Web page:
Maria: “I thought it was a nice perk to have a female teaching the class and have an all-female cohort to be part of the seminar. What excited me about that was that the pressure was off and I knew I could ask my instructor all kinda of questions — event he most embarassing ones. You just felt more comfortable. It’s like going to the doctor’s office and there’;s a rason why we sometimes choose a medical provider who can relate with us because you can get all sorts of embarassing questions out and yo ucan ask her about anything. and to us, having an all-female group, was important because we really could have all these serious conversations and we could tell jokes between some of the sections and we were just really open and I think that really enhuanced the learning experience so much.”
Lesly: “The more women LCIs out there, the more of us teaching, I think the better it is for learning. “
5. Cater to moms: Remember that women often have additional considerations than their male cycling counterparts.
Claire: “With our bike library, our approach to education is first give people access to the equipment, s we lend bikes to folks from various low-income communities. When they take a safe cycling class, they’re able to get access to bikes and trailers.” Cycles for Change also makes sure to offer childcare and healthy snacks at its classes.
6. Shorter classes are more accessible: Especially for women, with work and household responsibilities, time is of the essence.
Claire: “Our ‘train to trainers’ course is like the LCI training, except it’s condensed into two hours and on a specific topic. I know that sounds impossible, but a lot of the communities we’re working with are working poor. They don’t have a lot of time have; they have millions of responsibilities and it’s really important to respect people’s time and situations. We’re hoping to build capacity in those communities that we’re lending bikes to to have trainers in their communities with their language and in their cultural context.”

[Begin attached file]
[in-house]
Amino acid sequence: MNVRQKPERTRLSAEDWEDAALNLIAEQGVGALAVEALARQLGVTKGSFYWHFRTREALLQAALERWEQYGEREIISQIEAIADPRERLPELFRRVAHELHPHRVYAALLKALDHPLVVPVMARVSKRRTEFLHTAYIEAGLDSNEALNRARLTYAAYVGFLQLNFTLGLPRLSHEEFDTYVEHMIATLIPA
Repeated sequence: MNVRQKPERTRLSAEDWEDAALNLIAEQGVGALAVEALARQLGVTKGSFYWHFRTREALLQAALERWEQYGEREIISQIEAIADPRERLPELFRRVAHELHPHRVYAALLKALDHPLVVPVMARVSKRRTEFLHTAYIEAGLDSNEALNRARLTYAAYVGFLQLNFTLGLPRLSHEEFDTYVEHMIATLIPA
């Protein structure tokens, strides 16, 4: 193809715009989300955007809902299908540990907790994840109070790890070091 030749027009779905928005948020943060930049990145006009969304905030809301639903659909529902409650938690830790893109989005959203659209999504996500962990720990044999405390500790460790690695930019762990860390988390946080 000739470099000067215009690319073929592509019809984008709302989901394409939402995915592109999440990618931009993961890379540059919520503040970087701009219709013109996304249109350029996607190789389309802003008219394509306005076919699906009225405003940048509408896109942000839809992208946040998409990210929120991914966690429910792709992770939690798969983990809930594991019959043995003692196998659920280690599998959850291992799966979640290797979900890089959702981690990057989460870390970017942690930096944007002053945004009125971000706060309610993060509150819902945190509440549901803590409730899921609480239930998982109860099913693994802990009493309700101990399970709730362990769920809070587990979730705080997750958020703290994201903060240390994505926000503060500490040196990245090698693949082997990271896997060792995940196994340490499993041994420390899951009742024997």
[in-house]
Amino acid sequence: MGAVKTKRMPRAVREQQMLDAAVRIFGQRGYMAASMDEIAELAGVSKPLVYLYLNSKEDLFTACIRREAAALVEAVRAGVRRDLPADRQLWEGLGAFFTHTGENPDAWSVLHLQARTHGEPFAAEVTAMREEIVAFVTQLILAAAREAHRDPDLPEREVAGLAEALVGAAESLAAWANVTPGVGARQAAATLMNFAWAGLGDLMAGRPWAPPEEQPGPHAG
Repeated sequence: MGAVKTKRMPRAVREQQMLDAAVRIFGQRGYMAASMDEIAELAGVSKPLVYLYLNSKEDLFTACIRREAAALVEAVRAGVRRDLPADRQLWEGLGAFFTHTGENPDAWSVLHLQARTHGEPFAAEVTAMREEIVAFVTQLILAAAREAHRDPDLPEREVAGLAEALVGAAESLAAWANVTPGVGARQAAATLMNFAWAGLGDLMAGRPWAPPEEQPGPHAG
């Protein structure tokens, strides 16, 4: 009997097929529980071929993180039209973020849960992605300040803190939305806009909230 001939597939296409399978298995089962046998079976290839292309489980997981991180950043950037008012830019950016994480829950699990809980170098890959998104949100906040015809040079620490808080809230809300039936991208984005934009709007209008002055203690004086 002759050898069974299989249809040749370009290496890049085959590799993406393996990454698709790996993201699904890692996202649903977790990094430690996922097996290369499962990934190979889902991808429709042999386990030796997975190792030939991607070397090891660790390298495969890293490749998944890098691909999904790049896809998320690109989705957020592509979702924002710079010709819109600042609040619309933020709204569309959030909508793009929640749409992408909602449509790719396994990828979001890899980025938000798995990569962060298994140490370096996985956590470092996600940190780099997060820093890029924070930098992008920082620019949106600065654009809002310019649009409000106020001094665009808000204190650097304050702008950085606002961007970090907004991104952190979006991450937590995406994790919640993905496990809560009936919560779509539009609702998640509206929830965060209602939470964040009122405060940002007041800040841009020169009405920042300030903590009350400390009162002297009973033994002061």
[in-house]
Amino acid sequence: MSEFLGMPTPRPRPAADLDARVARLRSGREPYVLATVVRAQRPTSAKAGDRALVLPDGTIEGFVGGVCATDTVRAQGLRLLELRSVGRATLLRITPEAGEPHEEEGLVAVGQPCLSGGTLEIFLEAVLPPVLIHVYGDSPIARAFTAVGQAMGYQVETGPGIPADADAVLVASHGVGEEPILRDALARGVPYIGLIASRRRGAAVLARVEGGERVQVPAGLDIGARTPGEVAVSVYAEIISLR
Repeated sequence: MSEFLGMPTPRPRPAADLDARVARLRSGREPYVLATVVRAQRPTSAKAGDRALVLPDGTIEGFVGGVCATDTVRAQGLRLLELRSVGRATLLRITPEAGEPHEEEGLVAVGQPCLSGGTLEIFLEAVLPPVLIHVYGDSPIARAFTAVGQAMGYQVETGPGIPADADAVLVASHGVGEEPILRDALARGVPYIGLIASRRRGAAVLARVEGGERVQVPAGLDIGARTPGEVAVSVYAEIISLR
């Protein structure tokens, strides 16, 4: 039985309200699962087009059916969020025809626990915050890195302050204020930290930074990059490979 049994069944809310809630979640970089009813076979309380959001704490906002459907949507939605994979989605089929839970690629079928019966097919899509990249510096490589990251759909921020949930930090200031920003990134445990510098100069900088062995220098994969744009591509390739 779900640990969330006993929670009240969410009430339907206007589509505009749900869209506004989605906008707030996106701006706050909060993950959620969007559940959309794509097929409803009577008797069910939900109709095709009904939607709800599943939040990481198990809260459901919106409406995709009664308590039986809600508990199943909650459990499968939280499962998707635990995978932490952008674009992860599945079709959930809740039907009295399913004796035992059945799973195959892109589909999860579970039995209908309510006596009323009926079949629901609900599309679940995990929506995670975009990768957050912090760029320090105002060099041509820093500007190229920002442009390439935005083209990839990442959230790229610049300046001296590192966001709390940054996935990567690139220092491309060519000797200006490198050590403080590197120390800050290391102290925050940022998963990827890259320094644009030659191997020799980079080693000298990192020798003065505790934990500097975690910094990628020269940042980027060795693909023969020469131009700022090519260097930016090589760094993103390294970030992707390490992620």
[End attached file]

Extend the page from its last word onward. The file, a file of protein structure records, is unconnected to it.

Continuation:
7. Offer courses/materials in different languages: Reach out to new audiences in culturally competant ways
Claire: “Promote training in different languages and from different cultures. I think traditionally it’s been the spandex, recreational, white male teaching LCI classes… We offer other classes with translation into Spanish.”
Jen: “I’m getting more and more requests for materials in so many different languages. I’ve seen educators creating networks that say, I know someone who can translate into Chinese, into Spanish. That’s one trend I’ve definitely noticed.”
8. Maintain and nurture your relationships with your students… and fellow bike educators
Maria: “For me, I always start out by sharing my experiences and tell them that if I can do it anybody can. I try to make myself available and establish a relationship after the class, too.”
Jen: “Every time you do a class you build a little something… People need to know there’s the next level, whether it’s just to try that class again or move on to the next tier — like going on a road ride. I tell my students at the end of my classes: ‘I’m yours forever. Send me an email, a year later, three years later, whatever, ask me to do your community event.’ Women, I think, tend build a lot more networks and continually access that. We juggle a lot of things at once and whoever can help us to juggle better we’ll rely on. I’ll help somebody, somebody will help me.”
Lesly: “I’ve definitely gone from the class setting to helping my students get from point A to point B. [Education] is an ongoing process — it’s about making yourself available. I’m the same way [as Jen]: Any student that’s ridden with me, we can ride again.”
9. Mechanics knowledge is key: Confidence also includes basic wrenching skills